- If you’re using content that will load slowly, make sure you add titles and descriptions to you images so people will know what you’re talking about even if the links don’t load or work.
- It takes time to grow a blog. There are lots of posts out there on building your blog, let me know. if you’d like to provide some links. WordPress for example has a good post on how to get more visitors.
- Comment. Be consistent. Be interesting – or more particularly, if you’re commenting, don’t comment spam people. If you post a standard, irrelevant post with a link to your post everywhere, it’ll just annoy people and actually keep them from visiting your blog. Plus, you might end up in people’s spam filters.
- If you’re blog hopping, include links to the blog hop in the specific post and not just somewhere on your blog or on a link page – it has something to do with back linking. Also, it is apparently really important to also put in a text link – it has a lot to do with Search Engine Optimization.
Whoa, this is a long list! I didn’t think I’d have this much to say. I hope it was interesting and not too much of an infodump. Oh, that’s another thing to add: – Avoid infodumping – keep your audience in mind.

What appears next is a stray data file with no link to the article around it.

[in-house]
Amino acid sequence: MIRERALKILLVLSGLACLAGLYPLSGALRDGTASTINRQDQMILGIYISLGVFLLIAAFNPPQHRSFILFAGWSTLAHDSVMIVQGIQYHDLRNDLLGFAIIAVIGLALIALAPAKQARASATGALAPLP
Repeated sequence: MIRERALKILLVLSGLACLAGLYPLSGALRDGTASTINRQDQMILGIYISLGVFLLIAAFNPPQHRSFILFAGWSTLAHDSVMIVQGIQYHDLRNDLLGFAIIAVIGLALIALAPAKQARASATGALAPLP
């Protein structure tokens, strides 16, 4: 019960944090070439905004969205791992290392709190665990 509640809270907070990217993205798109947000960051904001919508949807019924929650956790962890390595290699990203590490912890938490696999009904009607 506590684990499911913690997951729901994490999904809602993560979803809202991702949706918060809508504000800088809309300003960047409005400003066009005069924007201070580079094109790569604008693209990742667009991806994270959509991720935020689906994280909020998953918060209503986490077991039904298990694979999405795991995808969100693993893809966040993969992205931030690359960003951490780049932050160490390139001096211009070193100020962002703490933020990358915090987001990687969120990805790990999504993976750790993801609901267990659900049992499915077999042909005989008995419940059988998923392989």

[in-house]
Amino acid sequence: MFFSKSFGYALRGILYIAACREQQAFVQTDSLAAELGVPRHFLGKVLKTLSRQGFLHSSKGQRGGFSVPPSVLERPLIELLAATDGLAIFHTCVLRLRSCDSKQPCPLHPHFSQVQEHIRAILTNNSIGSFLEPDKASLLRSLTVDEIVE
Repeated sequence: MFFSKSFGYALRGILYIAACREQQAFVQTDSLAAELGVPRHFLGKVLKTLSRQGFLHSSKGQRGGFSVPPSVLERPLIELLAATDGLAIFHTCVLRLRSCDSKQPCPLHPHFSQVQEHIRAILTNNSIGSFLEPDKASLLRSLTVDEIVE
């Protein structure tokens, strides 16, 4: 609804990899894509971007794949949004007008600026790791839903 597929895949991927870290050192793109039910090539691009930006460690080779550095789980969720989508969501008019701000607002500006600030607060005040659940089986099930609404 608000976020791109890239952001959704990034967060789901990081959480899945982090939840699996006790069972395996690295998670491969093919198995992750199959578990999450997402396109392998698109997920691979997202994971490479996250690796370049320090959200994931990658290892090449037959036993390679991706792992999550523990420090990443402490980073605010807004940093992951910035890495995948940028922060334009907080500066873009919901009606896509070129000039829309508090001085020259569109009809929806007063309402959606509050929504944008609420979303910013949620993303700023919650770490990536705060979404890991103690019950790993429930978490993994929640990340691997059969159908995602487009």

On a side note, the post title was inspired by the little bunny FooFoo rhyme. I had no idea that there really is a thing named Hoppity Hop. I just called it a bouncy ball, just one with handles. I have good childhood memories of hopping along on one of those in Kindergarten. It’s one of those childhood things. I always liked the ones with a ring better than the ones with the individual handles – somehow the looked like weird cow udders. Or long nipples. In fact, I remember a gym teacher calling them nipples. Oh well, they were easier to grasp.
I bet you won’t get that image out of your head now that I’ve said that. *snicker* Well, I guess that sometimes happens when you reexamine your childhood from an adult’s viewpoint. But at least I can try to erase that image by providing you with images of other retro Hoppity Hops out there: